Money’s Too Tight To Mention For China’s Outsized Electric Vehicle Industry

A Nio ES8 is on display at a Nio store in Shanghai on April 11, 2019. (Image credit: TechNode/Shi Jiayi)

This article by CHRIS UDEMANS originally appeared on TechNode, the leading English authority on technology in China.

Clouds are gathering on China’s electric vehicle (EV) front, eroding the allure of the once-attractive proposition for car makers and foreshadowing an industry cull.

China is home to around 500 EV manufacturers battling for a share of the market. But investors are getting cold feet as EV startups struggle with cutthroat competition, shifting regulations, and the need to partner with existing car makers.

Li Xiang, CEO of EV firm CHJ Automotive, warned last month that investors have become more cautious and that a large portion of startups would be forced out of the market. As a result, he said, more than 90% of investors would lose money.

“Everybody is starting to feel the pressure,” Tu Le, founder of consultancy Sina Auto Insights, told TechNode. “There’s less venture capital money to go around.” VCs are having a hard time believing sales forecasts given China’s economic downturn, Le added.

The concern comes as Chinese authorities exert pressure on EV manufacturers that could burst the hypercompetitive bubble.

In March, Nio, an EV manufacturer headquartered in Shanghai, abandoned plans to build its production plant in the city. The company said it was opting instead for a government-sanctioned “joint manufacturing” model with a major production partner.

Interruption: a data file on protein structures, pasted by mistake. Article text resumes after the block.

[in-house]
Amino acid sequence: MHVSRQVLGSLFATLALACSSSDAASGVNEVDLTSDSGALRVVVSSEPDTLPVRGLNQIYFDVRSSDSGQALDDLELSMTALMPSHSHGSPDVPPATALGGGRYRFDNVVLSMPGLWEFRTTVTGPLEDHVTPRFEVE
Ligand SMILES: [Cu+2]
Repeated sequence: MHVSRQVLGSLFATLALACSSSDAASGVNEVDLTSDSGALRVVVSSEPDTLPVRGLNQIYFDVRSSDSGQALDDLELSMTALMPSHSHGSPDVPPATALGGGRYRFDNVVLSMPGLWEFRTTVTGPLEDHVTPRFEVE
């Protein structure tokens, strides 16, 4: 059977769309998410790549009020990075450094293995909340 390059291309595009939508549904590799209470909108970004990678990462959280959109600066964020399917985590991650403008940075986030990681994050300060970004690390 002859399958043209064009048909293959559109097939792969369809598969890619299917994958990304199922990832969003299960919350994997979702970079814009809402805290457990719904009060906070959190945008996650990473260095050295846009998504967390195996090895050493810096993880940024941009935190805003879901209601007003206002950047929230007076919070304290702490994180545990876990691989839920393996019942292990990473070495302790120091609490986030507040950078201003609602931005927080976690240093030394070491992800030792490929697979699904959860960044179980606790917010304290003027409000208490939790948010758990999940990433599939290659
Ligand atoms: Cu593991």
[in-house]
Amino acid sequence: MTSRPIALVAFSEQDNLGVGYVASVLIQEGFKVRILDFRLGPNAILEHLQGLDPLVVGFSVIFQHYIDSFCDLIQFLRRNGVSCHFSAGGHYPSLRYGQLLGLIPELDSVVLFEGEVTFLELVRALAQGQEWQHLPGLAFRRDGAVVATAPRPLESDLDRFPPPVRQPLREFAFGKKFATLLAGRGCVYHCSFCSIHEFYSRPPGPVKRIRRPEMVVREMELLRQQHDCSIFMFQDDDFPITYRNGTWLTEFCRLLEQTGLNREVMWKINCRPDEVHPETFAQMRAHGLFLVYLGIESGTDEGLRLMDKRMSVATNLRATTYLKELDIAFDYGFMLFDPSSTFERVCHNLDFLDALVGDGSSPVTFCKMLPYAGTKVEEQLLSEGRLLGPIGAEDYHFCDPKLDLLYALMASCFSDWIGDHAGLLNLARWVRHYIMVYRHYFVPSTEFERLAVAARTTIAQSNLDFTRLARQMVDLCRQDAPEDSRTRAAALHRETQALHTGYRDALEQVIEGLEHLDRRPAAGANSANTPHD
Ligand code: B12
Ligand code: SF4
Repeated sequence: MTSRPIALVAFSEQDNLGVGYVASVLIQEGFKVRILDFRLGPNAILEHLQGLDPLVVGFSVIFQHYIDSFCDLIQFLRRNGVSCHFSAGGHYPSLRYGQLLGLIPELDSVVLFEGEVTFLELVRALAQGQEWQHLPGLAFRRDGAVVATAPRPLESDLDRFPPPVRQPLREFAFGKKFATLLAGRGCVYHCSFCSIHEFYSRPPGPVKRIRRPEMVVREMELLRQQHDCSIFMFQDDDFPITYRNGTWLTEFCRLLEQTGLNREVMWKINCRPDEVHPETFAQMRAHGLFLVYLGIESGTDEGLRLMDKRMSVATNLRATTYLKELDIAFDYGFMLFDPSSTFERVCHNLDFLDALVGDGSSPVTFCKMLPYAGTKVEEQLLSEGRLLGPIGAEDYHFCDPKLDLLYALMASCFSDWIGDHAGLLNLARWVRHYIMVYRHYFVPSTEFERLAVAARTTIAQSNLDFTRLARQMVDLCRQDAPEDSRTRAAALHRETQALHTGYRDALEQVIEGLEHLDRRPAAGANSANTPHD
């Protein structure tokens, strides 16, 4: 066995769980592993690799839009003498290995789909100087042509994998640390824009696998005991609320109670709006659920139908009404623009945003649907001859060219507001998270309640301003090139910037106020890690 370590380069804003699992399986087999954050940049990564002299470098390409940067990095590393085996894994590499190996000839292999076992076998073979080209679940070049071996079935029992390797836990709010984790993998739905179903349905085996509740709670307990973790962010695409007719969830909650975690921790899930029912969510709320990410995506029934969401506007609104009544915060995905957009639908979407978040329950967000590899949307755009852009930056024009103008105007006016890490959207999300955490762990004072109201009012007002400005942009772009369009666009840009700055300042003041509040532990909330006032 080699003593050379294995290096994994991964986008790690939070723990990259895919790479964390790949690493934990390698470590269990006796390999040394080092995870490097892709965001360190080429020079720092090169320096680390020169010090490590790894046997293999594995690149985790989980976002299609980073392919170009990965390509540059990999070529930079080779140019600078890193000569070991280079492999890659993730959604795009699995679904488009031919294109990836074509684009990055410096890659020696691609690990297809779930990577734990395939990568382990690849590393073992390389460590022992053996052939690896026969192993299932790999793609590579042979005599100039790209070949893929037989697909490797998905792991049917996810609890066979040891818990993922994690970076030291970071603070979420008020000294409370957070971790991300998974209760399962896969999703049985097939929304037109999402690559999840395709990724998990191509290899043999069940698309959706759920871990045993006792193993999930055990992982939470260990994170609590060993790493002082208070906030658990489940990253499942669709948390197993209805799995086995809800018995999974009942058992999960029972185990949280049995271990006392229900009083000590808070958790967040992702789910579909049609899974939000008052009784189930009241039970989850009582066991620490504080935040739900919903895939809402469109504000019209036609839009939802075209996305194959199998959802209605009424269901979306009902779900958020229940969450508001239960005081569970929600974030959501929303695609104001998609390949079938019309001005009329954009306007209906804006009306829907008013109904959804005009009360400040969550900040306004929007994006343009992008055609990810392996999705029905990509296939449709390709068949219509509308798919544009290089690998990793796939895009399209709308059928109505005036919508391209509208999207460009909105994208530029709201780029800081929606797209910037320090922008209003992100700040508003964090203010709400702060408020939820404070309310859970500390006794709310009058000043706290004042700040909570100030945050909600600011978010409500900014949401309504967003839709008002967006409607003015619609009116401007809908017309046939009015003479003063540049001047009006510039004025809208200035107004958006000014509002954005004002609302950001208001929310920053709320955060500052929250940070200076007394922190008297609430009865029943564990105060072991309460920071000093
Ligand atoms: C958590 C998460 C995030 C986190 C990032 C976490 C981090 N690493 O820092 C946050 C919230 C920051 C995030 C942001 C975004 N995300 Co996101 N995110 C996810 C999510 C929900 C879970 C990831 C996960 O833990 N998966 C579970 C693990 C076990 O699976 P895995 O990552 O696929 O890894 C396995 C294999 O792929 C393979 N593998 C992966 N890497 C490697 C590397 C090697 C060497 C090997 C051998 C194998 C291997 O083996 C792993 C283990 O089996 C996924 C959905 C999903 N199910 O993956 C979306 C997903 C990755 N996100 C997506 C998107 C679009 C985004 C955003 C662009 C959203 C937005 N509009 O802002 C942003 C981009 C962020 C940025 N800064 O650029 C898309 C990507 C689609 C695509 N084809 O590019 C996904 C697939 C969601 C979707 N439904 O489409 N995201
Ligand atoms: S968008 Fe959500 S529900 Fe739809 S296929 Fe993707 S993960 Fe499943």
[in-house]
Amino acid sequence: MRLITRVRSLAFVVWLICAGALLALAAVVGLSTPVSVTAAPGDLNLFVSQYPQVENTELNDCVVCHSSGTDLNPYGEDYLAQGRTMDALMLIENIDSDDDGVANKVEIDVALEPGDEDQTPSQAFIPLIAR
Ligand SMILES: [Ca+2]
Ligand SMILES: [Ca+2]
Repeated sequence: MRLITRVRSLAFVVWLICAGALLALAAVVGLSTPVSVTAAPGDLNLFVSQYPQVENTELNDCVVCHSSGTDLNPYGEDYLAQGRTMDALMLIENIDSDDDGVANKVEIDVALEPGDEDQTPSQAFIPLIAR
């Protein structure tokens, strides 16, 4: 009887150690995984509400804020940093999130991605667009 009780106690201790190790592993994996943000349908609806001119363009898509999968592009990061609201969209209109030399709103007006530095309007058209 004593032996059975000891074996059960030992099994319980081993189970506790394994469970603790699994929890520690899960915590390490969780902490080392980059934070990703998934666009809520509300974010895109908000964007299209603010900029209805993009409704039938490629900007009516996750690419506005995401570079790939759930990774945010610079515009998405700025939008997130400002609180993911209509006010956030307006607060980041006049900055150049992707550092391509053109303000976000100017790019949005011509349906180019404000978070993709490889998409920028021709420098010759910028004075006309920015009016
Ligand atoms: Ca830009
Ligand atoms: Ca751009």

But industry insiders told TechNode at the time that Nio’s ambitions for its plant were quashed by China’s national planner, the National Development and Reform Commission (NDRC), to combat overcapacity in the auto industry.

Meanwhile, rival EV startup Xiaopeng has struggled to sell its cars. Its G3 SUV went on sale in mid-December. The Guangzhou-based company delivered 1,500 EVs in the first quarter of this year, compared to nearly 4,000 from Nio, and 21,000 from industry leader BYD in March.

According to Neil Wang, Greater China President of consulting firm Frost & Sullivan, the next few years will be tough for EV startups, whether or not they have entered the mass production stage.

Cash issues

As few as 10% of China’s roughly 500 EV manufacturers are expected to survive. Three years ago, investment funds flowed freely, creating the situation that exists today. But with China’s economic slowdown and EV market saturation, startups are now having trouble raising funds.

Investor caution manifested itself at Nio’s IPO last year. The company raised just $1 billion of its $1.8 billion fundraising target amid increasing competition and questions about profitability among EV startups. Nio priced its shares at $6.26, the lower end of its $6.25 to $8.25 range.

Before Nio’s IPO, the company warned in its prospectus that costs would increase significantly in the future. Nio said it expected to spend $1.8 billion in the three years after it went public.

Just last month, Carsten Breitfeld, the co-founder of EV startup Byton, left that company with a dramatic flourish—on April 16, he made an appearance representing rival car maker Iconiq at the biggest annual auto industry event in China. His departure was reportedly a result of tension within the company over new funding, which Byton has so far failed to secure.